Jokowi unlikely to tie graft-busters' hands

Indonesian President Joko Widodo was game for some fun while at visiting Facebook's Mark Zuckerberg at the tech giant's California HQ this week.
Indonesian President Joko Widodo was game for some fun while at visiting Facebook's Mark Zuckerberg at the tech giant's California HQ this week.PHOTO: MARK ZUCKERBERG/ FACEBOOK

Indonesian President faces pressure over proposed amendments

President Joko Widodo will not endorse any legislative changes that dilute the powers of Indonesia's graft-busters, presidential spokesman Johan Budi said yesterday.

He told reporters at the Presidential Palace that amendments proposed by lawmakers to the Bill that empowers the Corruption Eradication Commission (KPK) must not weaken the body.

"If it turns out that the revisions do not strengthen the KPK, the President will not approve them - this is a point that the public must know," said Mr Johan, himself a former KPK deputy commissioner.

This is the first indication that Mr Joko, popularly known as Jokowi, may be leaning away from the revisions tabled by lawmakers while allaying public concerns that the changes may weaken the KPK.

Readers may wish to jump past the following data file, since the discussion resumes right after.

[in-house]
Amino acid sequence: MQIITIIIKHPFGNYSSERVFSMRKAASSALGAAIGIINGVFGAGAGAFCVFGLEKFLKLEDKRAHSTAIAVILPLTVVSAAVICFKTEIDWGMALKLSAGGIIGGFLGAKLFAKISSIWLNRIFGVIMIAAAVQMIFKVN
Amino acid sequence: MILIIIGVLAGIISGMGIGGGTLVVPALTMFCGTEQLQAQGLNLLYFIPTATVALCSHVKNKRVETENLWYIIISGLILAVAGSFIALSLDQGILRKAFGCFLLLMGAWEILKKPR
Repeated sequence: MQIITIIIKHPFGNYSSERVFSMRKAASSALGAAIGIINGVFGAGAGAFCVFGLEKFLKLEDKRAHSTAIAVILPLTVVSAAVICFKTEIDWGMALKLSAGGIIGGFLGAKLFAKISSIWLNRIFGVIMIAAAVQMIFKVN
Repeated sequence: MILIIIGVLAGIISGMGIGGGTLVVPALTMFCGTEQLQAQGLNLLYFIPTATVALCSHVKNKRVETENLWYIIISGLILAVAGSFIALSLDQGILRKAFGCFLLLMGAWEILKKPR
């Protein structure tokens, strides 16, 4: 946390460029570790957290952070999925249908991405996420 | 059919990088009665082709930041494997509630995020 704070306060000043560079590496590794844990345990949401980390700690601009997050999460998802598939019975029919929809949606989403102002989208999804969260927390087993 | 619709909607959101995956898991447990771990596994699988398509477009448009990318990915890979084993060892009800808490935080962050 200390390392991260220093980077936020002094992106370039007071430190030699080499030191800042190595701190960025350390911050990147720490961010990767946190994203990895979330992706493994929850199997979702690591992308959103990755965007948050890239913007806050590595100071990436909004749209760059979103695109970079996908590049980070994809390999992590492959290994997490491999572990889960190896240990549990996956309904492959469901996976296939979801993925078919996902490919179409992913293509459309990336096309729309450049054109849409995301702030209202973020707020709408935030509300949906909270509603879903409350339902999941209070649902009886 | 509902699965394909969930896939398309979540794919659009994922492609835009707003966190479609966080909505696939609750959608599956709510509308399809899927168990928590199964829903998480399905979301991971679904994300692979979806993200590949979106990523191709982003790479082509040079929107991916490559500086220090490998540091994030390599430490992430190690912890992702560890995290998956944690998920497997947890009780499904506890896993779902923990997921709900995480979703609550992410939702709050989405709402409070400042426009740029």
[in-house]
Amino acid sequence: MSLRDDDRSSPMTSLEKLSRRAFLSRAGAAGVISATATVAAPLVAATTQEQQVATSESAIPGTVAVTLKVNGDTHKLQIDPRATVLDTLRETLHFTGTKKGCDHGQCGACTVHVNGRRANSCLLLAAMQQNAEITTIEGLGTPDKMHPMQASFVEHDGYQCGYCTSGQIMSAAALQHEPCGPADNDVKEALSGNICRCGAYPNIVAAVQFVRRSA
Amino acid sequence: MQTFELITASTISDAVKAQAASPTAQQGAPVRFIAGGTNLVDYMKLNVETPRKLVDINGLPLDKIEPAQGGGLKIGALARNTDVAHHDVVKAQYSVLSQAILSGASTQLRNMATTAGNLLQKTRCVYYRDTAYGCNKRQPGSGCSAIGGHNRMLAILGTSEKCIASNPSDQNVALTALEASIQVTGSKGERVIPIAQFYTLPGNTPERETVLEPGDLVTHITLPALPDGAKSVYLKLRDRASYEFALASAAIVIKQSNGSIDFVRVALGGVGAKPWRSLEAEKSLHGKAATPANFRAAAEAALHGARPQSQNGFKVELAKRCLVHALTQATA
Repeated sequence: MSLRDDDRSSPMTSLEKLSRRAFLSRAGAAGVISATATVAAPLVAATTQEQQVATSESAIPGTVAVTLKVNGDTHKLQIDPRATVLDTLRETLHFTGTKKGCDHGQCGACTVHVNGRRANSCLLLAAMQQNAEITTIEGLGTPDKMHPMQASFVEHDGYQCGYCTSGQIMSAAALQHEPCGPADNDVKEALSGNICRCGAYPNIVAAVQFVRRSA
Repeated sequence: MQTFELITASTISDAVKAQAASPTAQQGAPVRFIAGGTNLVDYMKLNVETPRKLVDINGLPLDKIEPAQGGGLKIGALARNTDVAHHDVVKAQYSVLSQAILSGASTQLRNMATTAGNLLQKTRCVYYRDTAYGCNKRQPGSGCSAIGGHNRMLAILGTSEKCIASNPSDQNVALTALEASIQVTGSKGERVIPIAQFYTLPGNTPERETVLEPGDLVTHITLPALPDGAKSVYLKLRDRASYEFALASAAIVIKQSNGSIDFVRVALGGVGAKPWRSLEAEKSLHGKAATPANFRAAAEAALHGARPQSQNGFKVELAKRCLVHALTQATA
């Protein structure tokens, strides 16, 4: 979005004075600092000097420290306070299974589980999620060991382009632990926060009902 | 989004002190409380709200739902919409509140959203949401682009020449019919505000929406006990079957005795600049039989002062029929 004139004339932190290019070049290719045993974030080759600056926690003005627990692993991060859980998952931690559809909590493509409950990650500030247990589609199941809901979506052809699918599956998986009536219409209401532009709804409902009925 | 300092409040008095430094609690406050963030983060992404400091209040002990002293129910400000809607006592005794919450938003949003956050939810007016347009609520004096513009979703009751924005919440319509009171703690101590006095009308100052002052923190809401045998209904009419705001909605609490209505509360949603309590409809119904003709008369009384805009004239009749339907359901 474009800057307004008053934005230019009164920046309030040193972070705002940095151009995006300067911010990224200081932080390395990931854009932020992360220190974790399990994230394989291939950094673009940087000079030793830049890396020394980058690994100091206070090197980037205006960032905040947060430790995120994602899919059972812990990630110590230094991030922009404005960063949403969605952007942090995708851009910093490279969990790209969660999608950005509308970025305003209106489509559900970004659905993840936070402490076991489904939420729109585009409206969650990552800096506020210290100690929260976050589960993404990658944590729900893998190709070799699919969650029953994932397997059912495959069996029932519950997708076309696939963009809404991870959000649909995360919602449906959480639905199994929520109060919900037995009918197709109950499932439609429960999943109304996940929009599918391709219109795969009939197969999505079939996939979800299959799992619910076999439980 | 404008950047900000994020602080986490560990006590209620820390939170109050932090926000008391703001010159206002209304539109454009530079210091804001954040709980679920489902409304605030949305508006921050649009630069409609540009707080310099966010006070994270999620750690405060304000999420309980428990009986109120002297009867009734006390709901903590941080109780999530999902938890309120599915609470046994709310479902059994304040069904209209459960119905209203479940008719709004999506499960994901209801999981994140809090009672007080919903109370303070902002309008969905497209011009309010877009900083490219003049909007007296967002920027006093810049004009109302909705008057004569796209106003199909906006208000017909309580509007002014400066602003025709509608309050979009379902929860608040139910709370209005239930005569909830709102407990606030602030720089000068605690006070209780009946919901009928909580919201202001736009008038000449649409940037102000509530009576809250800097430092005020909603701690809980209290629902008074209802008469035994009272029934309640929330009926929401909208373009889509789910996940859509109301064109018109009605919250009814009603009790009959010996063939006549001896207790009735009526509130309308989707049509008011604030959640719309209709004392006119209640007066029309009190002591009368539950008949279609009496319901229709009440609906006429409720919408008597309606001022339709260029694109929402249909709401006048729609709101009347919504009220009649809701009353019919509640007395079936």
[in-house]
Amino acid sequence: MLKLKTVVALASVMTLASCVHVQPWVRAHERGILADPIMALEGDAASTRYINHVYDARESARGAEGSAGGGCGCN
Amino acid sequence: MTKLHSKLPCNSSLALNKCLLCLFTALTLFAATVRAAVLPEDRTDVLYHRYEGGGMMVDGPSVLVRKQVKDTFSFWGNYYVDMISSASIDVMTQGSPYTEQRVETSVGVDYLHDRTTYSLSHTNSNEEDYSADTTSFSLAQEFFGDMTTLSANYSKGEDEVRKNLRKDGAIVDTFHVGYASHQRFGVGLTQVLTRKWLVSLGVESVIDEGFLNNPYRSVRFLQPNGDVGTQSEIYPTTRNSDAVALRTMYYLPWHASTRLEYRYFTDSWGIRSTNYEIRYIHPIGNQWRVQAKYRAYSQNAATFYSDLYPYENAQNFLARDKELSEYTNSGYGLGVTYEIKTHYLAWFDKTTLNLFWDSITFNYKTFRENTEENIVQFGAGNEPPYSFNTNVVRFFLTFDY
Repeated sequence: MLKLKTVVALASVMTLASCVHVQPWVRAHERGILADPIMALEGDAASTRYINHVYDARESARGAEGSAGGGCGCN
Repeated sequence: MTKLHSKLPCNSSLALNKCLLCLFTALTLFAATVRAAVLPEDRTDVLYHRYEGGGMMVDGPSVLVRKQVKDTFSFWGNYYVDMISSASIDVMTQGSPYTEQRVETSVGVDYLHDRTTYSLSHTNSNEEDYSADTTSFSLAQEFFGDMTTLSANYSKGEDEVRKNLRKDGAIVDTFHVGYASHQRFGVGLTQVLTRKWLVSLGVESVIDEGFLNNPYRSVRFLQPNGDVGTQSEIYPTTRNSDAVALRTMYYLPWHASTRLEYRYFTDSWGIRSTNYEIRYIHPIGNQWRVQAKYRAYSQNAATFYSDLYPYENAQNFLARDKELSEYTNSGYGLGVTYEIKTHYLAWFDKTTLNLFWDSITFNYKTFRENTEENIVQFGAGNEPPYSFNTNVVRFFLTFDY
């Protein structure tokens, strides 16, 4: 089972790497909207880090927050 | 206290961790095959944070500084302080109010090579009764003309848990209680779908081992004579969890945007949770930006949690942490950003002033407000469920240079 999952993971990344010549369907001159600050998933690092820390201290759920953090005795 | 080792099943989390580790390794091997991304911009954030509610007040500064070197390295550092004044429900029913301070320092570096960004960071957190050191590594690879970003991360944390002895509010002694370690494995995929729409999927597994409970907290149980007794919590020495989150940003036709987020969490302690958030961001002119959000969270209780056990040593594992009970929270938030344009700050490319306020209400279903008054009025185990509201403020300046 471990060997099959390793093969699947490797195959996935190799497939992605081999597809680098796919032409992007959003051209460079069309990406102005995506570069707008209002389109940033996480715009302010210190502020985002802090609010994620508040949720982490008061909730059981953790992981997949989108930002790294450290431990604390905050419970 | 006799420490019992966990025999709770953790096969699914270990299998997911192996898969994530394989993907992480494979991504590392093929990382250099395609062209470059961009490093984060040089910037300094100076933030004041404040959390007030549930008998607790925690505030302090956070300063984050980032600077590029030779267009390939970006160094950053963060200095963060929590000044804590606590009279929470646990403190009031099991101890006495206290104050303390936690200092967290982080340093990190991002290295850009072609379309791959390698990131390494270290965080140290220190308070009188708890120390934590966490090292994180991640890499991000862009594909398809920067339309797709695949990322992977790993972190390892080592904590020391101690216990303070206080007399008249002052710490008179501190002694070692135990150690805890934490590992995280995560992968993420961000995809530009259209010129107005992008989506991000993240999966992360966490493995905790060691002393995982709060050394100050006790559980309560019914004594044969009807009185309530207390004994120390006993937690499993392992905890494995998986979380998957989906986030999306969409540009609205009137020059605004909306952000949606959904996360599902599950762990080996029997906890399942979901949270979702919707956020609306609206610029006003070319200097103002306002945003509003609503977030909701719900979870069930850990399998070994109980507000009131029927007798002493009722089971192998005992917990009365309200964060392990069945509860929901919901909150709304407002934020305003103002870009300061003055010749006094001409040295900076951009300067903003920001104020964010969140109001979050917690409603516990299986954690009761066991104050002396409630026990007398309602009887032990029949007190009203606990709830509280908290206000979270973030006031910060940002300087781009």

The four key revisions proposed have to do with how graft probes can be conducted, how investigators should be recruited, KPK's internal protocol and setting up an oversight body for the KPK.

Local activists say these will greatly reduce the agency's authority and effectiveness in tackling corruption. A revision that has been under the spotlight is how KPK investigators can use wiretaps to gather evidence against suspects.

Mr Joko, elected in part because of his strong stand against systemic corruption, is under pressure over the proposed draft.

Indonesian Democratic Party - Struggle lawmaker Hendrawan Supratikno questioned Mr Joko's commitment to revising the KPK law, The Jakarta Post said yesterday.

"Although the President should carefully consider the draft Bill, his prudence has also led us to think about his indecisiveness, like he was dancing the poco-poco," Mr Hendrawan said, referring to a folk dance where performers constantly sway back and forth.

Mr Joko, just back from a US visit, is said to be reviewing the proposal.

Coordinating Minister for Political, Legal and Security Affairs Luhut Pandjaitan said: "We would like to have an oversight committee, appointed by the President, to monitor the KPK. But on the wiretapping process, don't worry, it remains in the hands of the KPK and there will be no intervention from any other party."

A version of this article appeared in the print edition of The Straits Times on February 20, 2016, with the headline 'Jokowi unlikely to tie graft-busters' hands'. Print Edition | Subscribe